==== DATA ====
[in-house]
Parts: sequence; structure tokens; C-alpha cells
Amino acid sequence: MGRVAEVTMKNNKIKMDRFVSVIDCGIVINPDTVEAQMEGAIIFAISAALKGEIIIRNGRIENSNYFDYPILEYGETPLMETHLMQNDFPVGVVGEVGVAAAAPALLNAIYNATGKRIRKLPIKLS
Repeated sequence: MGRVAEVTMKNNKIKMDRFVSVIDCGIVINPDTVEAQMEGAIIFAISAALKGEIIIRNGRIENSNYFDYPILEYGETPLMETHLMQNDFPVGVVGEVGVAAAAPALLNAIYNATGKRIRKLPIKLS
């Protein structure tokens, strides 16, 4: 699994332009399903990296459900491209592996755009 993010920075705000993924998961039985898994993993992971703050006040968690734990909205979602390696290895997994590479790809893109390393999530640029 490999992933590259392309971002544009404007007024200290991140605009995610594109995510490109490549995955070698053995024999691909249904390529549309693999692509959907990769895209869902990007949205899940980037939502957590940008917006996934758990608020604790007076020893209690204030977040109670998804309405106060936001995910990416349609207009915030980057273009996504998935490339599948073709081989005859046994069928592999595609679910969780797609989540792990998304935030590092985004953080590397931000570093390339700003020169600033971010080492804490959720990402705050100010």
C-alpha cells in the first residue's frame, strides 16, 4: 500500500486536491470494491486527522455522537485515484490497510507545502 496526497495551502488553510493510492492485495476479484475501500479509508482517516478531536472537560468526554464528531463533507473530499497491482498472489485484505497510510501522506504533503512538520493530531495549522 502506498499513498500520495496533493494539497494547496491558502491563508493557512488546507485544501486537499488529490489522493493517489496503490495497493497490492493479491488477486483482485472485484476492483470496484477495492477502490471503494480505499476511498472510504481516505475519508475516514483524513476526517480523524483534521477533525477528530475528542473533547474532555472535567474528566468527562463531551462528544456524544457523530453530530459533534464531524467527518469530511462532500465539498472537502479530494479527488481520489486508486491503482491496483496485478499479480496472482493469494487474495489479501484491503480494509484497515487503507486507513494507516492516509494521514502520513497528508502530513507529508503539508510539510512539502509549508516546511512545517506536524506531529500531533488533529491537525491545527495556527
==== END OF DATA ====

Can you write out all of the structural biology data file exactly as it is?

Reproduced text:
[in-house]
Parts: sequence; structure tokens; C-alpha cells
Amino acid sequence: MGRVAEVTMKNNKIKMDRFVSVIDCGIVINPDTVEAQMEGAIIFAISAALKGEIIIRNGRIENSNYFDYPILEYGETPLMETHLMQNDFPVGVVGEVGVAAAAPALLNAIYNATGKRIRKLPIKLS
Repeated sequence: MGRVAEVTMKNNKIKMDRFVSVIDCGIVINPDTVEAQMEGAIIFAISAALKGEIIIRNGRIENSNYFDYPILEYGETPLMETHLMQNDFPVGVVGEVGVAAAAPALLNAIYNATGKRIRKLPIKLS
């Protein structure tokens, strides 16, 4: 699994332009399903990296459900491209592996755009 993010920075705000993924998961039985898994993993992971703050006040968690734990909205979602390696290895997994590479790809893109390393999530640029 490999992933590259392309971002544009404007007024200290991140605009995610594109995510490109490549995955070698053995024999691909249904390529549309693999692509959907990769895209869902990007949205899940980037939502957590940008917006996934758990608020604790007076020893209690204030977040109670998804309405106060936001995910990416349609207009915030980057273009996504998935490339599948073709081989005859046994069928592999595609679910969780797609989540792990998304935030590092985004953080590397931000570093390339700003020169600033971010080492804490959720990402705050100010």
C-alpha cells in the first residue's frame, strides 16, 4: 500500500486536491470494491486527522455522537485515484490497510507545502 496526497495551502488553510493510492492485495476479484475501500479509508482517516478531536472537560468526554464528531463533507473530499497491482498472489485484505497510510501522506504533503512538520493530531495549522 502506498499513498500520495496533493494539497494547496491558502491563508493557512488546507485544501486537499488529490489522493493517489496503490495497493497490492493479491488477486483482485472485484476492483470496484477495492477502490471503494480505499476511498472510504481516505475519508475516514483524513476526517480523524483534521477533525477528530475528542473533547474532555472535567474528566468527562463531551462528544456524544457523530453530530459533534464531524467527518469530511462532500465539498472537502479530494479527488481520489486508486491503482491496483496485478499479480496472482493469494487474495489479501484491503480494509484497515487503507486507513494507516492516509494521514502520513497528508502530513507529508503539508510539510512539502509549508516546511512545517506536524506531529500531533488533529491537525491545527495556527